It turns out that the benefits of doing all of your development and analysis in one language are quite substantial. For one thing, when you can do everything in the same language, you don’t have to suffer the constant cognitive switch costs of reminding yourself say, that Ruby uses blocks instead of comprehensions, or that you need to call len(array) instead of array.length to get the size of an array in Python; you can just keep solving the problem you’re trying to solve with as little cognitive overhead as possible. Also, you no longer need to worry about interfacing between different languages used for different parts of a project. Nothing is more annoying than parsing some text data in Python, finally getting it into the format you want internally, and then realizing you have to write it out to disk in a different format so that you can hand it off to R or MATLAB for some other set of analyses*. In isolation, this kind of thing is not a big deal. It doesn’t take very long to write out a CSV or JSON file from Python and then read it into R. But it does add up. It makes integrated development more complicated, because you end up with more code scattered around your drive in more locations (well, at least if you have my organizational skills). It means you spend a non-negligible portion of your “analysis” time writing trivial little wrappers for all that interface stuff, instead of thinking deeply about how to actually transform and manipulate your data. And it means that your beautiful analytics code is marred by all sorts of ugly open() and read() I/O calls. All of this overhead vanishes as soon as you move to a single language.

Convenience aside, another thing that’s impressive about the Python scientific computing ecosystem is that a surprising number of Python-based tools are now best-in-class (or close to it) in terms of scope and ease of use–and, in virtue of C bindings, often even in terms of performance. It’s hard to imagine an easier-to-use machine learning package than scikit-learn, even before you factor in the breadth of implemented algorithms, excellent documentation, and outstanding performance. Similarly, I haven’t missed any of the data manipulation functionality in R since I switched to pandas. Actually, I’ve discovered many new tricks in pandas I didn’t know in R (some of which I’ll describe in an upcoming post). Considering that pandas considerably outperforms R for many common operations, the reasons for me to switch back to R or other tools–even occasionally–have dwindled.

Mind you, I don’t mean to imply that Python can now do everything anyone could ever do in other languages. That’s obviously not true. For instance, there are currently no viable replacements for many of the thousands of statistical packages users have contributed to R (if there’s a good analog for lme4 in Python, I’d love to know about it). In signal processing, I gather that many people are wedded to various MATLAB toolboxes and packages that don’t have good analogs within the Python ecosystem. And for people who need serious performance and work with very, very large datasets, there’s often still no substitute for writing highly optimized code in a low-level compiled language. So, clearly, what I’m saying here won’t apply to everyone. But I suspect it applies to the majority of scientists.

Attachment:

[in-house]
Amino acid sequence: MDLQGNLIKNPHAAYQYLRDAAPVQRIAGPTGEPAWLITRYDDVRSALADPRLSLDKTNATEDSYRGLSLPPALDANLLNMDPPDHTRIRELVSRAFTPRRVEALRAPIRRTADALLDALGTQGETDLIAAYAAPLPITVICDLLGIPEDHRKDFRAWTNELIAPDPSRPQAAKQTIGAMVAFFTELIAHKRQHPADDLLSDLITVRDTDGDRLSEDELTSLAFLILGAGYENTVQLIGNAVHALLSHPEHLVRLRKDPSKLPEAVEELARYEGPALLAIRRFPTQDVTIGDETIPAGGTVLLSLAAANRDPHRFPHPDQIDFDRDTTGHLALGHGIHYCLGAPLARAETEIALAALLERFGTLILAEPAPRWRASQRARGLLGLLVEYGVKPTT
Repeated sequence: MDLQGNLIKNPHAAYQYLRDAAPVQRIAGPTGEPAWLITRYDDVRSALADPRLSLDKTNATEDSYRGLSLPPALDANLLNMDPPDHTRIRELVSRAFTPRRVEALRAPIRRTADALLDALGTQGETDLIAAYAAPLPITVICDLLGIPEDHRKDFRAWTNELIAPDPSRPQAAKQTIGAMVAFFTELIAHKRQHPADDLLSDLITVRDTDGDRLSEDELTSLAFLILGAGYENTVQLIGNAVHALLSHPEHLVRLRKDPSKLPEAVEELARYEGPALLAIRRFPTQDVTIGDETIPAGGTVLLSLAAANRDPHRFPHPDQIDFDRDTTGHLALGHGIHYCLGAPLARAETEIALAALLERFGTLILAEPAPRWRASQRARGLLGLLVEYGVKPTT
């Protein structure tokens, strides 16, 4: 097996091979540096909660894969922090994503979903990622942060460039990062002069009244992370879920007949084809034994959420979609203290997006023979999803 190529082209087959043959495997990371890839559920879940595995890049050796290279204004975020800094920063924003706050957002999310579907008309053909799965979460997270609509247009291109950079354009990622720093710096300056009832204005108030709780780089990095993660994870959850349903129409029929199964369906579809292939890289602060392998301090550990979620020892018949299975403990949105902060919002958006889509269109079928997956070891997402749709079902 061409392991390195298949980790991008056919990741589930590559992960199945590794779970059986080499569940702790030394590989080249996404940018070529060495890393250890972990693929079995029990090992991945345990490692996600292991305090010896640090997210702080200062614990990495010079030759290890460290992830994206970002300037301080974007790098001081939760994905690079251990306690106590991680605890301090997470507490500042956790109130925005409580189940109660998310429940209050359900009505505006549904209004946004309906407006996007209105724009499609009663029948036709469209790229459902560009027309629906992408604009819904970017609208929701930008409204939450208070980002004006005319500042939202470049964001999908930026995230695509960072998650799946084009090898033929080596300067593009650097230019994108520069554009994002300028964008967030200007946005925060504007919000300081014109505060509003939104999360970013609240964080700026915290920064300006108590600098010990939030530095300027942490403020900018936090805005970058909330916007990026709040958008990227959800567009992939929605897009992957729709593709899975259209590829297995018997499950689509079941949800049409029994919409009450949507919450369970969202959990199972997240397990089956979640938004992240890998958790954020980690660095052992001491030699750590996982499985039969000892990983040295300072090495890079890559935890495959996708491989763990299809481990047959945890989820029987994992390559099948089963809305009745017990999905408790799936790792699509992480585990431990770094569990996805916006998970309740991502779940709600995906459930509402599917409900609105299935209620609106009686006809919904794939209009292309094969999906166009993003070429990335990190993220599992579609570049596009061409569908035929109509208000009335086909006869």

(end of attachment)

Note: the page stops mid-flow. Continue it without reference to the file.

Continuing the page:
Speaking only for myself, I’ve now arrived at the point where around 90 – 95% of what I do can be done comfortably in Python. So the major consideration for me, when determining what language to use for a new project, has shifted from what’s the best tool for the job that I’m willing to learn and/or tolerate using? to is there really no way to do this in Python? By and large, this mentality is a good thing, though I won’t deny that it occasionally has its downsides. For example, back when I did most of my data analysis in R, I would frequently play around with random statistics packages just to see what they did. I don’t do that much any more, because the pain of having to refresh my R knowledge and deal with that thing again usually outweighs the perceived benefits of aimless statistical exploration. Conversely, sometimes I end up using Python packages that I don’t like quite as much as comparable packages in other languages, simply for the sake of preserving language purity. For example, I prefer Rails’ ActiveRecord ORM to the much more explicit SQLAlchemy ORM for Python–but I don’t prefer to it enough to justify mixing Ruby and Python objects in the same application. So, clearly, there are costs. But they’re pretty small costs, and for me personally, the scales have now clearly tipped in favor of using Python for almost everything. I know many other researchers who’ve had the same experience, and I don’t think it’s entirely unfair to suggest that, at this point, Python has become the de facto language of scientific computing in many domains. If you’re reading this and haven’t had much prior exposure to Python, now’s a great time to come on board!